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Polish foreign minister: We’re not actually worried about Iranian missile threat

Missile defense is as much of a diplomatic initiative as a military one. For the Poles, they see missile defense cooperation with the United States as a great way to build defense ties, bolster their credentials within NATO, and maybe even hedge against their traditional eastern foe, Russia. What Poland doesn’t see is itself as ...

AFP/Getty Images
AFP/Getty Images
AFP/Getty Images

Missile defense is as much of a diplomatic initiative as a military one. For the Poles, they see missile defense cooperation with the United States as a great way to build defense ties, bolster their credentials within NATO, and maybe even hedge against their traditional eastern foe, Russia.

What Poland doesn't see is itself as a target of the missile threat from Iran, the country the nascent U.S. missile shield is supposedly designed to thwart.

Missile defense is as much of a diplomatic initiative as a military one. For the Poles, they see missile defense cooperation with the United States as a great way to build defense ties, bolster their credentials within NATO, and maybe even hedge against their traditional eastern foe, Russia.

What Poland doesn’t see is itself as a target of the missile threat from Iran, the country the nascent U.S. missile shield is supposedly designed to thwart.

"If the mullahs have a target list we believe we are quite low on it," Polish Foreign Minister Radoslaw Sikorski said in an interview with Foreign Policy during his trip to Washington Thursday.

Sikorski is in town to meet with a host of officials, including Secretary of State Hillary Clinton, Defense Secretary Robert Gates, and National Security Advisor James L. Jones. He also attended the Atlantic Council gala Wednesday night featuring Bono.

When George W. Bush’s administration announced its plans to deploy missile defense interceptors in Poland, the system was advertised as needed to counter Iranian missiles headed toward the United States or Europe. The problem was, Bush’s plan was designed to counter long-range missiles and actually had little chance of hitting a missile headed from Iran to Europe.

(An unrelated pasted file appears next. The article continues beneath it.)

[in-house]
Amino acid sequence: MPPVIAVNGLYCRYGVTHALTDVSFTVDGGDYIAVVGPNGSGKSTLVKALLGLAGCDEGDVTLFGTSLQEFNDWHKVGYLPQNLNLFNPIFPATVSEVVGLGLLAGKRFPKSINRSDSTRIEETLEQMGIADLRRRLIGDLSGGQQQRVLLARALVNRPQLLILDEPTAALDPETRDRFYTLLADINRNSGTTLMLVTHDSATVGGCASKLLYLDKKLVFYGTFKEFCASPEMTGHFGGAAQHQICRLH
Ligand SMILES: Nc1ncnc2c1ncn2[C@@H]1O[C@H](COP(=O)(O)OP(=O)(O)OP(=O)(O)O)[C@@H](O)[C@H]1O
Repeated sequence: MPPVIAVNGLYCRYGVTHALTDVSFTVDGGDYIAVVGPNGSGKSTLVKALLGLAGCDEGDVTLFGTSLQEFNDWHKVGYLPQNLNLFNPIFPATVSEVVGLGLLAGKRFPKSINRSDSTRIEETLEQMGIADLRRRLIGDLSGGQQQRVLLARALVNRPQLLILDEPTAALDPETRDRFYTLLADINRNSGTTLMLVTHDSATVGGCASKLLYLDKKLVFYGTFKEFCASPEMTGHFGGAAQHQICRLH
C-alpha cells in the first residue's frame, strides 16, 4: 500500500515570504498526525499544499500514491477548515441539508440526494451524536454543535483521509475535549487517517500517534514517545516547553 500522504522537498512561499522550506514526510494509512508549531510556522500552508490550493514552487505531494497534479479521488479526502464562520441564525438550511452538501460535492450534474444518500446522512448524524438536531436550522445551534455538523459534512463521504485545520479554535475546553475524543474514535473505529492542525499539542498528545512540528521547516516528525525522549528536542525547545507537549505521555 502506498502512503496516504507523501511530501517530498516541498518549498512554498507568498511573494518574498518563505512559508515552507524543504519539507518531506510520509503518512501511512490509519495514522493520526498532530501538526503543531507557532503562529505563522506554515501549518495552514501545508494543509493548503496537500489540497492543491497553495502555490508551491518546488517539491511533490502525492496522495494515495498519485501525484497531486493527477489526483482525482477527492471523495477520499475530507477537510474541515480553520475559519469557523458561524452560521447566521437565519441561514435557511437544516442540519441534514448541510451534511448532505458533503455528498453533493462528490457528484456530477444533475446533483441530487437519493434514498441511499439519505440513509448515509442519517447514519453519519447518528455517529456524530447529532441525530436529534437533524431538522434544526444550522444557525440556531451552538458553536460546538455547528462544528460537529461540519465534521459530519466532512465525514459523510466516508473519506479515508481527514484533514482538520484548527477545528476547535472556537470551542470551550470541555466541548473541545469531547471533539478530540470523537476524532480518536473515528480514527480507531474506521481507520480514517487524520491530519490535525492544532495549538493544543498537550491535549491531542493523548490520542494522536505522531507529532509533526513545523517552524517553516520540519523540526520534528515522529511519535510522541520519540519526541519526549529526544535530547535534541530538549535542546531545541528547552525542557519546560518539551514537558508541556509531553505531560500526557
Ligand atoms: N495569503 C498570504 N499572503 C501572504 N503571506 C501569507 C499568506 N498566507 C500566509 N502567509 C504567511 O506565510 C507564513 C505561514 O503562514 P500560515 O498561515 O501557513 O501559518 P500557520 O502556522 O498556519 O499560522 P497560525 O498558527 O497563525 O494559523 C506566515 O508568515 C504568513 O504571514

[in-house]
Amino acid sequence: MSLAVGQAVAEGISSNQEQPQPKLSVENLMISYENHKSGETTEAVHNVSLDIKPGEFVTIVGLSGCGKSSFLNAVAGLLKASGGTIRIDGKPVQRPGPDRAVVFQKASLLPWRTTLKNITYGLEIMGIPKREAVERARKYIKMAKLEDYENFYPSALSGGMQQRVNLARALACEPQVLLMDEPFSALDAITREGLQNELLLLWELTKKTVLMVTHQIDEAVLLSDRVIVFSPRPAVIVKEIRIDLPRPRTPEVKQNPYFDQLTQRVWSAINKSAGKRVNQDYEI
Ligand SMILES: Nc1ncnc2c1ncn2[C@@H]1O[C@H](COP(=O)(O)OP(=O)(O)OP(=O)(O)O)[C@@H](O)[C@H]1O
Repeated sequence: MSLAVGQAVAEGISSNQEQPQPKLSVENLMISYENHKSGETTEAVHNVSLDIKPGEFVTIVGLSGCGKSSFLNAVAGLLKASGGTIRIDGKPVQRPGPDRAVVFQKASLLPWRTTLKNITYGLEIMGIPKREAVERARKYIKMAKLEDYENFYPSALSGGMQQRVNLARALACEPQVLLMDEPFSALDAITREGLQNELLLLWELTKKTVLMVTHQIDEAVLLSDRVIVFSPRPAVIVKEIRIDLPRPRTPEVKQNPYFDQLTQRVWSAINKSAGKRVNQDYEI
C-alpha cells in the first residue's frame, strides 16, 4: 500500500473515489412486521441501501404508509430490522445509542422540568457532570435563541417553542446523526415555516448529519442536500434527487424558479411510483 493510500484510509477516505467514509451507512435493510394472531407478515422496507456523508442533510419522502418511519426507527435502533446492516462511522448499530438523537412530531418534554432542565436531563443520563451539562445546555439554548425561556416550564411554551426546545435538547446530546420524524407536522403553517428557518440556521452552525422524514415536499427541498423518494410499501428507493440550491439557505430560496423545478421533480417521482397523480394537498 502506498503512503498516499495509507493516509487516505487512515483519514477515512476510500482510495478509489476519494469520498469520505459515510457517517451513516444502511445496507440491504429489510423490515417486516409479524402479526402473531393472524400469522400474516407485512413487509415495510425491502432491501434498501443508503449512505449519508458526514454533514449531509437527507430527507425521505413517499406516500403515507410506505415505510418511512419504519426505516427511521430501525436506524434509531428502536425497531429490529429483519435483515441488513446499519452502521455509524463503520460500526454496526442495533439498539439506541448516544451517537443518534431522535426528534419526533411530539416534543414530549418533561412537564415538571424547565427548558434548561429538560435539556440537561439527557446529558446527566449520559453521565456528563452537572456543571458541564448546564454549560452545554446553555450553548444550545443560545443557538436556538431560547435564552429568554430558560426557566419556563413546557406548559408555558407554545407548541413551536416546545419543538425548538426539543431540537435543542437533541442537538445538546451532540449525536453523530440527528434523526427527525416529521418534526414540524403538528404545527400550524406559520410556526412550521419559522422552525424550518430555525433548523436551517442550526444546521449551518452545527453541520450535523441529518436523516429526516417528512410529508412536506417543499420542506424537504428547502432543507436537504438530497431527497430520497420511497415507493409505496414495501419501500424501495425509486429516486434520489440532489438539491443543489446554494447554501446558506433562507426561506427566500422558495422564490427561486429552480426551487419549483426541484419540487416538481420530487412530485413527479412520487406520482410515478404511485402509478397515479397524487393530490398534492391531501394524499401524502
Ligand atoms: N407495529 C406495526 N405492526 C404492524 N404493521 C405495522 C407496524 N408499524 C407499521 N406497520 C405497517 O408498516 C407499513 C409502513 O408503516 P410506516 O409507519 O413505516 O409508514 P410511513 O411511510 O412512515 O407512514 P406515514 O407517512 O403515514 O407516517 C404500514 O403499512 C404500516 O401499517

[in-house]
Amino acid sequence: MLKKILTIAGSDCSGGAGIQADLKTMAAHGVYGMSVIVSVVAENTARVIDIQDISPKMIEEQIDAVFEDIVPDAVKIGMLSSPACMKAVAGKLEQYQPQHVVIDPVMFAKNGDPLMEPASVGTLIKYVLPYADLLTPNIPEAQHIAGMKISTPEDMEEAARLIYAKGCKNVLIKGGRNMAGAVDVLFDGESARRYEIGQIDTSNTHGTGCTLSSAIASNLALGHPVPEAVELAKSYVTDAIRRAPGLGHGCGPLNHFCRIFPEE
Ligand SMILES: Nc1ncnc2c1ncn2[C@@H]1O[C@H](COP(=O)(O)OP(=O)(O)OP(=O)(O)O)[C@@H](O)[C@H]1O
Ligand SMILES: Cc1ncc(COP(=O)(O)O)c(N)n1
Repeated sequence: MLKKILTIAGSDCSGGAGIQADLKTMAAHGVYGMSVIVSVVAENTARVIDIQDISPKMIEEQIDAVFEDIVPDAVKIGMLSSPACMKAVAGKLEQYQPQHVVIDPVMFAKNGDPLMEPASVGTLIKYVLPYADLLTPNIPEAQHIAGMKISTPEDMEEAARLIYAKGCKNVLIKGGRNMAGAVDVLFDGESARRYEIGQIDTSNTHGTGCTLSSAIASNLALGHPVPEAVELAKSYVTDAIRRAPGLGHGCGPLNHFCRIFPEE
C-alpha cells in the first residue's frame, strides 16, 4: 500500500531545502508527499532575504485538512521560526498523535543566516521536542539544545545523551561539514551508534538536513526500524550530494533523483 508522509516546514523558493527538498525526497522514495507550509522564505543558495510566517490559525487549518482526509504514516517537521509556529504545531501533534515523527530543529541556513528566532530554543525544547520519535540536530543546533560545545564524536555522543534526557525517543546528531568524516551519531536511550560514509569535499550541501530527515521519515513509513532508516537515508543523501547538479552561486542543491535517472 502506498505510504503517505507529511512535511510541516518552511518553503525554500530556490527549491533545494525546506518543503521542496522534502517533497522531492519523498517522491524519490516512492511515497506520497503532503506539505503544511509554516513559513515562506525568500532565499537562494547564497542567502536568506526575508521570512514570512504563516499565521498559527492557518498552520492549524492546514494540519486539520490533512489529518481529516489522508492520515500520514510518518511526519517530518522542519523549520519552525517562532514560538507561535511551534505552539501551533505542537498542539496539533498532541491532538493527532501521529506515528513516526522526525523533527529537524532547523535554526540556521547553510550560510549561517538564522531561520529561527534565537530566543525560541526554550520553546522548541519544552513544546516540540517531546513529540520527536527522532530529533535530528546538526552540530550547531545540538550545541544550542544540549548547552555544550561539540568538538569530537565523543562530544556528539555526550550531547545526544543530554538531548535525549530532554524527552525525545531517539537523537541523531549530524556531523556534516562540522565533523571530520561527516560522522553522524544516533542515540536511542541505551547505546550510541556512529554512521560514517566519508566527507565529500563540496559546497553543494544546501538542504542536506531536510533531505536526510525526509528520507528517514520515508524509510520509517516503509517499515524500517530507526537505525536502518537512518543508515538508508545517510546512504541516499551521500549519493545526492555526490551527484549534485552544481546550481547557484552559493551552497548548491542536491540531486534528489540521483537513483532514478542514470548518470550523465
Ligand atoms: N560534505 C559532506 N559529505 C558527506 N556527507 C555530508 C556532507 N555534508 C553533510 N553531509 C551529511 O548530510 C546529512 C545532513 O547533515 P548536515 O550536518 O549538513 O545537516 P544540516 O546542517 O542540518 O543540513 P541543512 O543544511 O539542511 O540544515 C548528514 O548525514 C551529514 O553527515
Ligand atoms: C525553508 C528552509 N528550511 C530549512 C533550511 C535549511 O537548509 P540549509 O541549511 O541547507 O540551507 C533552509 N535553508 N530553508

The Obama administration came in and changed the plan, replacing the interceptors with a "phased adaptive approach" that will use smaller, more mobile systems to counter short and medium-range missiles. They advertised that as better suited to protect Europe.

But Sikorski admitted that Poland’s real interest in the system is to be an active player in the new emerging security infrastructure in Europe, which includes NATO’s endorsement of missile defense.

"Our part of Europe has so far very few NATO installations," he said. "This is the game that seems to be the next project, so we decided to get involved."

Sikorski also commented on the botched rollout of the new missile defense plan by the Obama administration. Back in September, senior U.S. officials scrambled to brief allies after news of the plan was leaked from the European side ahead of the White House’s schedule. The unfortunate result was that the plan was announced on the day of the 70th anniversary of the Russian invasion of Poland.